by Sean Ruck
, Contributing Editor | November 04, 2014
From the August 2014 issue of HealthCare Business News magazine
He points to MR scanners as prime example of that notification. “Ask anyone who takes care of MRI scanners and they will tell you that 95 percent of significant downtime is caused by the environmental specs not being met by the end user, e.g., chilled water conditioning, humidity and power — all of which can be monitored remotely.”
But the process needs improving. Teahan believes the OEMs need to be more proactive in tapping into that technology and providing solutions or preventing issues from occurring. He says he hasn’t had an OEM come in for an install yet to say they want data points to monitor not just the things on their side, but the issues on the hospitals side as well. So for instance, if the MR’s chiller shuts down in the middle of the night and sets off an alarm on their side, they could call to tell Teahan to turn it back on so that the machine is ready for patients in the morning. “My OEMs are in the process of doing this, we monitor everything else, but we’re not monitoring our machines,” he says.
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That type of data monitoring and infrastructure is difficult to come by for in-house departments in his opinion. “If you go to the administration and ask for the tens if not hundreds of thousands of dollars to accomplish that, you’re probably not going to get it. OEMs should ask for the specs. It’s a proof of concept — you will save money.”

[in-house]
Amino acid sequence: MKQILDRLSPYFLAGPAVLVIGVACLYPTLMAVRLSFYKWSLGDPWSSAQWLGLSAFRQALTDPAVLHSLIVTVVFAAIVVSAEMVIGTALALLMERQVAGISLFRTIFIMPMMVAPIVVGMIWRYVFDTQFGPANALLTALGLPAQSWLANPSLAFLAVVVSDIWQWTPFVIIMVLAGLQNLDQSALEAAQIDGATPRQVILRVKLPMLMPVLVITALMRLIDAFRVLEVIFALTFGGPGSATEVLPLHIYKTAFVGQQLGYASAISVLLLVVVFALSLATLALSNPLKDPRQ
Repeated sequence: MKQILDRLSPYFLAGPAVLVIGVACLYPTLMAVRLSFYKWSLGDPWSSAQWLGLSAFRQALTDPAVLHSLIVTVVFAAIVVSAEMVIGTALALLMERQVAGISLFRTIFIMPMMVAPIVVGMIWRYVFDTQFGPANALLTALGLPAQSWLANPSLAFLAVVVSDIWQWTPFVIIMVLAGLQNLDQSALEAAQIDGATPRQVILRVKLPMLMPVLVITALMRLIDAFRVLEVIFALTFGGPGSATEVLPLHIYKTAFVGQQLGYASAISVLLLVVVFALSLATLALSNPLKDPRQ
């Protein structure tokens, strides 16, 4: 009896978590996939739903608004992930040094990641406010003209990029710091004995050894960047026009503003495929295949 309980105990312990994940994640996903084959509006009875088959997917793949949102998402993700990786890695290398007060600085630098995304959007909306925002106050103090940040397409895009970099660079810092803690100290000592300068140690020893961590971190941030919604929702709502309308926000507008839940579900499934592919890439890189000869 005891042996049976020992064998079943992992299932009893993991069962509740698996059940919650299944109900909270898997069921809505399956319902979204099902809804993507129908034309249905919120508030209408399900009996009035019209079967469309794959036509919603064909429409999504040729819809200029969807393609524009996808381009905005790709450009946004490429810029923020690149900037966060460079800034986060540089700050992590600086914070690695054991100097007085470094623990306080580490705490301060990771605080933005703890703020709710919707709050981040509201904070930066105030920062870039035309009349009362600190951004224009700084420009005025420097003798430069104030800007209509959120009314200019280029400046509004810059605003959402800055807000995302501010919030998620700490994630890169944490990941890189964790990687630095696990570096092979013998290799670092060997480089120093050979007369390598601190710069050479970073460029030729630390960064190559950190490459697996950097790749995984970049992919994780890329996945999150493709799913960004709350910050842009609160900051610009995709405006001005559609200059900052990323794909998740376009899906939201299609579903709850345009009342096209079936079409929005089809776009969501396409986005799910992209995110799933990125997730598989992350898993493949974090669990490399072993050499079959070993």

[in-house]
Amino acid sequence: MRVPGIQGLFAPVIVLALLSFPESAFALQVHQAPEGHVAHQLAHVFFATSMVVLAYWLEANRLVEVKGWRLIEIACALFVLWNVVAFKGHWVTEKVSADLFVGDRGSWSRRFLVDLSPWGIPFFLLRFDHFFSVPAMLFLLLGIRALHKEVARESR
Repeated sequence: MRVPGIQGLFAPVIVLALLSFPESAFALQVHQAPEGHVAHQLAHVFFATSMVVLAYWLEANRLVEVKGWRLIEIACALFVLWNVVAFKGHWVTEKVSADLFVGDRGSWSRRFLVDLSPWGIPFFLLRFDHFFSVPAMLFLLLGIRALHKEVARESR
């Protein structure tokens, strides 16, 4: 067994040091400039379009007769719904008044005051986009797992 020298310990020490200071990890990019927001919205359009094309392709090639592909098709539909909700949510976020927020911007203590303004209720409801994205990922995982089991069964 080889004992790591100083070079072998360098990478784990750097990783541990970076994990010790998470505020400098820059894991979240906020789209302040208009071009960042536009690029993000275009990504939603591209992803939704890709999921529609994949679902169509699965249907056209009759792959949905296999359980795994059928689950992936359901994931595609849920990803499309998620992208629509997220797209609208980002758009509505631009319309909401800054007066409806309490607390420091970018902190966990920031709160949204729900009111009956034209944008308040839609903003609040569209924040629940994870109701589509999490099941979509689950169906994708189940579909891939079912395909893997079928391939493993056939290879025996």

The monitoring requires a shift in thinking and a change to historic roles. Teahan stresses that responsibilities should be clearly outlined for the OEM and if there’s in-house or third party, they should know their roles as well. So that there’s not a situation where everyone thinks the other group is handling a problem.
Ultimately, he believes regardless of whether you use OEM coverage or clinical engineering internal, there has to be an independent monitoring system that monitors both sides of the equation — the equipment and the house environmental side, so that the appropriate group can access the logs and see what the problems are.
“This is the future,” Teahan says.
His facility has been using OEMs for parts and service for more than a decade and he feels strongly that it’s the right decision. “Do I want my budget to go down? Yes. But there’s a balance and I see the other side of it,” he says. “If a CT scanner in a hospital setting is down for any period of time, forget the cost in money, what about the cost to the patient waiting to get in or be discharged? I believe in five-year’s time, when hospitals and OEMs actively monitor systems that we can cut the cost of service significantly and provide better service and uptime to the end user, and the end user — me, the docs, the patient — will be much happier. A 24/7 hospital has to happen because you can’t have downtime for these types of equipment. Maybe there is a balance between all in-house and all out-house. I have that balance because I have in house engineers provided by the OEM. I know there’s a cost attached to that. But we have proven over 10 years that it works,” Teahan concludes.